My dad can attest: Wearing a hearing aid is just the worst, for a slew of reasons. Not the least of which is that they're usually skin-toned and intended to be invisible, but… they're not. Hearing aids stick out like a sore thumb, and that makes them embarrassing. Here's a novel take: The Olive Smart Ear looks like an Apple-white earbud and could easily pass for ordinary true-wireless earphones (actually, it's also available in black). Debuting at $299, right now you can get anwhen you apply coupon code PAPALOVEOLIVE at checkout.
The Smart Ear is a single earbud that offers about seven hours of runtime on a charge (it comes with a stylish portable charging case that itself holds two full charges). Technically, it's more of an amplifier than a true hearing aid, but it relies on a training session with the associated smartphone app to learn how to customize its behavior to your hearing. Once the setup is done, the Smart Ear adjusts volume, noise cancellation and equalization to enhance television, conversations and other ambient sound scenarios, and it can be quickly adjusted for specific situations using the app. Want to learn more? Check out what.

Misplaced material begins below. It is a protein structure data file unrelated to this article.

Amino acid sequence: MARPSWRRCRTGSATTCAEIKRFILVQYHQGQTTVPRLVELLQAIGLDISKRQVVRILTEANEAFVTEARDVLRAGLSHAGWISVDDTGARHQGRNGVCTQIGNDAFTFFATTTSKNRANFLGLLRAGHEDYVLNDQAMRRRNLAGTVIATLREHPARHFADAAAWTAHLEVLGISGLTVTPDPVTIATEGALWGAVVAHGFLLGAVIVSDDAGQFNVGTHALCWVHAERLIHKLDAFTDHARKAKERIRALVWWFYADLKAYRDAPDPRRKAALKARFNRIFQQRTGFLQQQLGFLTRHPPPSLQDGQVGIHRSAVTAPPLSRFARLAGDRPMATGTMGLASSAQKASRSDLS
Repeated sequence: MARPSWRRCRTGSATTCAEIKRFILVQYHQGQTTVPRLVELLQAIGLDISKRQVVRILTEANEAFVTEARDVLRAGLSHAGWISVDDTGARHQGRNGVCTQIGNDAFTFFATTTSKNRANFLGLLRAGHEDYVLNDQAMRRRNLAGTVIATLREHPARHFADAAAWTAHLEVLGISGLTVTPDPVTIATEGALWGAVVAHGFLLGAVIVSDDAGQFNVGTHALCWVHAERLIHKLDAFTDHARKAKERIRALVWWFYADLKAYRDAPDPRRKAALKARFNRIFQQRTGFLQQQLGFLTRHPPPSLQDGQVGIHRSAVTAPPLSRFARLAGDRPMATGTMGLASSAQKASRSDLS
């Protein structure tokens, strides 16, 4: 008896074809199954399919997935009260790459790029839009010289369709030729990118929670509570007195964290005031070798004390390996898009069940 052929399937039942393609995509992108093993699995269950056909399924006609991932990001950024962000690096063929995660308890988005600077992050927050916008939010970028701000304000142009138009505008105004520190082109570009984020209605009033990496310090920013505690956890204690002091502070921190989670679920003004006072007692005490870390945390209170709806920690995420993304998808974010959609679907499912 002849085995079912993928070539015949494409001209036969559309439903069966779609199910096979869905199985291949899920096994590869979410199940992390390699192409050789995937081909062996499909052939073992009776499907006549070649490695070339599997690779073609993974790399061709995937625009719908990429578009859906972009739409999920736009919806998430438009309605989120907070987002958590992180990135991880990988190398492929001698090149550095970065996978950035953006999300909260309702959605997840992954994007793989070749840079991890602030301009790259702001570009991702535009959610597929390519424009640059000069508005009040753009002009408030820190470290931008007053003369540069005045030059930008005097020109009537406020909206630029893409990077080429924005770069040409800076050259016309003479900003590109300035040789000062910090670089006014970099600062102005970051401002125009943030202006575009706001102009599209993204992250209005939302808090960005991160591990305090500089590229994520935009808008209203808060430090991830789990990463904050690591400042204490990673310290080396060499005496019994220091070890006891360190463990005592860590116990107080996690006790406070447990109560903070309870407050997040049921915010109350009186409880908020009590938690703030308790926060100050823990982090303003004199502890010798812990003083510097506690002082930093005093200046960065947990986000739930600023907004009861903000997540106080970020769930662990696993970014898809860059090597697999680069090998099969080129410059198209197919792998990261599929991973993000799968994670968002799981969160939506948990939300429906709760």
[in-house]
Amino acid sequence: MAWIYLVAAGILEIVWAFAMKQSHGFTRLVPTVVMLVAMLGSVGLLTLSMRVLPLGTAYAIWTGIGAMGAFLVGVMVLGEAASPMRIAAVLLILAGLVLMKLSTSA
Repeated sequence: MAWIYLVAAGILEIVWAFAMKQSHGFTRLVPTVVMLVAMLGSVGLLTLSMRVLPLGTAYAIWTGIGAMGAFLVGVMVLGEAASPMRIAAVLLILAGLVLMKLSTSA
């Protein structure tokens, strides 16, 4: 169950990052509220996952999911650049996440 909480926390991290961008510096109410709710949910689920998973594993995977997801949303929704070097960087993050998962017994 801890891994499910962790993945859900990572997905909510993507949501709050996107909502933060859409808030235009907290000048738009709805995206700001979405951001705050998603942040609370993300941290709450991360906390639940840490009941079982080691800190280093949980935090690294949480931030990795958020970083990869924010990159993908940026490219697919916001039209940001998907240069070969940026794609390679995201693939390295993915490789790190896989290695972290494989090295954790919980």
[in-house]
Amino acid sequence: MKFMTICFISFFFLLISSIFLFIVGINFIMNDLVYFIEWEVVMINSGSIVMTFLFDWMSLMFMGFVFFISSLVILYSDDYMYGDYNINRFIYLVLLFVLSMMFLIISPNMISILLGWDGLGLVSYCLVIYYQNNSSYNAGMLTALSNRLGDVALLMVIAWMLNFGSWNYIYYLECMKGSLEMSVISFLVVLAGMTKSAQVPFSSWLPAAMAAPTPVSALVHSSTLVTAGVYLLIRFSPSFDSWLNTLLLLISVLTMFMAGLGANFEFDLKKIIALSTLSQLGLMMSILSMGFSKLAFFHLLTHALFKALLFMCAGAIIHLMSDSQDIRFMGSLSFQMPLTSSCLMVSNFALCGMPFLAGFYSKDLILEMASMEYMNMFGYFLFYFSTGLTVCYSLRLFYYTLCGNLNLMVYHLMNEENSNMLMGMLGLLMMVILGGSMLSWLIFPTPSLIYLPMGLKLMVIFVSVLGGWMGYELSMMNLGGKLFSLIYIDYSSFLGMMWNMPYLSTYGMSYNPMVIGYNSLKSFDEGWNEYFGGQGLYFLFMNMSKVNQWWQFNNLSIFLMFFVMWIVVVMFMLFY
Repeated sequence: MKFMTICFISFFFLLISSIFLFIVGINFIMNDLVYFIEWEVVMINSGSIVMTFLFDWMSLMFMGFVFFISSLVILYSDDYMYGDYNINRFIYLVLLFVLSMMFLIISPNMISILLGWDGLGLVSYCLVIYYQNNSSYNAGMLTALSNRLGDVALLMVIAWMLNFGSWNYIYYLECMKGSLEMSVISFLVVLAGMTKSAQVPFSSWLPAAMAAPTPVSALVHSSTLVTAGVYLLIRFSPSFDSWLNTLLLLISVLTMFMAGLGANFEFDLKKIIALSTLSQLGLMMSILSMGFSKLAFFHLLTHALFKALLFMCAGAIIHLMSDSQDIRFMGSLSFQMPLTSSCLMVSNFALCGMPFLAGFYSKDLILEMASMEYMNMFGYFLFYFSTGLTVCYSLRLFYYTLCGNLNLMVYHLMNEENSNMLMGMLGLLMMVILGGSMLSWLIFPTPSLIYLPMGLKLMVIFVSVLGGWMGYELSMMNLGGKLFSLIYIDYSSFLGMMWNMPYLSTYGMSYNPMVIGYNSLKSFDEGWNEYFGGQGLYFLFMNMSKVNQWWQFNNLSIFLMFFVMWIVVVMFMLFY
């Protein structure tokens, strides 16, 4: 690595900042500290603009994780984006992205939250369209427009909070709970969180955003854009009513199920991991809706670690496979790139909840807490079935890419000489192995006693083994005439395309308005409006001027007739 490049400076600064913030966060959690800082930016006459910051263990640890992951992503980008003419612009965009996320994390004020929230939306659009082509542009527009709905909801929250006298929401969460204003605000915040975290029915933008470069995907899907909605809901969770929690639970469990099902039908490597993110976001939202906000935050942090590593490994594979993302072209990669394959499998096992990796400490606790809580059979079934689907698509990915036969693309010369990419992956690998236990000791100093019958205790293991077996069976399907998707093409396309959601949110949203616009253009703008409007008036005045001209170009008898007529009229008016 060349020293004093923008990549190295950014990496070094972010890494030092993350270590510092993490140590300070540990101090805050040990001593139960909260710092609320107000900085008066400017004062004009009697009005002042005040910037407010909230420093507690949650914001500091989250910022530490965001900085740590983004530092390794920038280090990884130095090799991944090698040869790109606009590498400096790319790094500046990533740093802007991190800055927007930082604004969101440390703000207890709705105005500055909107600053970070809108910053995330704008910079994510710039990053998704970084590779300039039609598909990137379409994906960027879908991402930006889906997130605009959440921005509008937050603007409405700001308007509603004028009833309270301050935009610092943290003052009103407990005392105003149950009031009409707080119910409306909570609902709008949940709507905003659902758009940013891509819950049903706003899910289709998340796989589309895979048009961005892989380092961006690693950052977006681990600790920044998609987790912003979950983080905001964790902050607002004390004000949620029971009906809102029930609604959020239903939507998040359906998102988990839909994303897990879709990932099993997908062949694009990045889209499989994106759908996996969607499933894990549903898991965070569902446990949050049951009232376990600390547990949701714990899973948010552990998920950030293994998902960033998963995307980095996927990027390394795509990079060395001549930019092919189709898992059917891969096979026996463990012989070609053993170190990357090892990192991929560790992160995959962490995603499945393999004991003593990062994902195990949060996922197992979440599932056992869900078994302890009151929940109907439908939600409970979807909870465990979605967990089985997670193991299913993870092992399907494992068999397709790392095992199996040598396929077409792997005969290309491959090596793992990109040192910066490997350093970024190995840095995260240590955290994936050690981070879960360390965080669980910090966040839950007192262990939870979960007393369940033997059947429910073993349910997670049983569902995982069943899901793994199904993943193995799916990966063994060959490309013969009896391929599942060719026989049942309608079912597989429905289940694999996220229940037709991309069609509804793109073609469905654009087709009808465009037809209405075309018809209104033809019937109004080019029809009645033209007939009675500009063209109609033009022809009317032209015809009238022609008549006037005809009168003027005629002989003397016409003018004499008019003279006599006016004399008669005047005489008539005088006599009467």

Olive thinks the Smart Ear will appeal to a lot of people for whom partial hearing loss is a serious problem, but they haven't tried a hearing aid either because the cost or the stigma. Even at $299, Smart Ear is a fraction of the cost of traditional hearing aids -- at $230, it's even better -- and the stigma is gone, since it's really indistinguishable from all the other white gadgets people stick in their ears these days.
Keep in mind that this price is for a single earbud. I was curious if it was possible to pair these up for both ears, so I spoke to the folks at Olive, and they told me that because hearing loss typically begins in one ear, they wanted to focus only on single-ear solutions for this first version of the Smart Ear. That said, Olive is apparently planning a two-ear stereo solution that may be available later this year.
Thanks to a 2017 law that enabled hearing aid makers to offer products directly to consumers -- often at startlingly lower costs than traditional hearing aids, we're seeing more of these kind of innovative products pop up, like thethat I recently told you about.
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